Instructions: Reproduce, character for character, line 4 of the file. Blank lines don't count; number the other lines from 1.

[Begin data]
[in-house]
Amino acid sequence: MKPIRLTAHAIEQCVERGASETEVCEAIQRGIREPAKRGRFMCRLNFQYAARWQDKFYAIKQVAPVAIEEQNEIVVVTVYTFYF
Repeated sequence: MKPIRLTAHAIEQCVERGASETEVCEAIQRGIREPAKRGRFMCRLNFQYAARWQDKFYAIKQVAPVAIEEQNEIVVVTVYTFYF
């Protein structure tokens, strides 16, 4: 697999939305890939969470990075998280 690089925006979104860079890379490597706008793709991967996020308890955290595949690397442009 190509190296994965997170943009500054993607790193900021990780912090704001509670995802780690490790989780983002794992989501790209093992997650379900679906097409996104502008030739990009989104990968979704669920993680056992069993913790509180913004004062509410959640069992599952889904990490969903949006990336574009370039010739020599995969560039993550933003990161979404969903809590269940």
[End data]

């Protein structure tokens, strides 16, 4: 697999939305890939969470990075998280 690089925006979104860079890379490597706008793709991967996020308890955290595949690397442009 190509190296994965997170943009500054993607790193900021990780912090704001509670995802780690490790989780983002794992989501790209093992997650379900679906097409996104502008030739990009989104990968979704669920993680056992069993913790509180913004004062509410959640069992599952889904990490969903949006990336574009370039010739020599995969560039993550933003990161979404969903809590269940």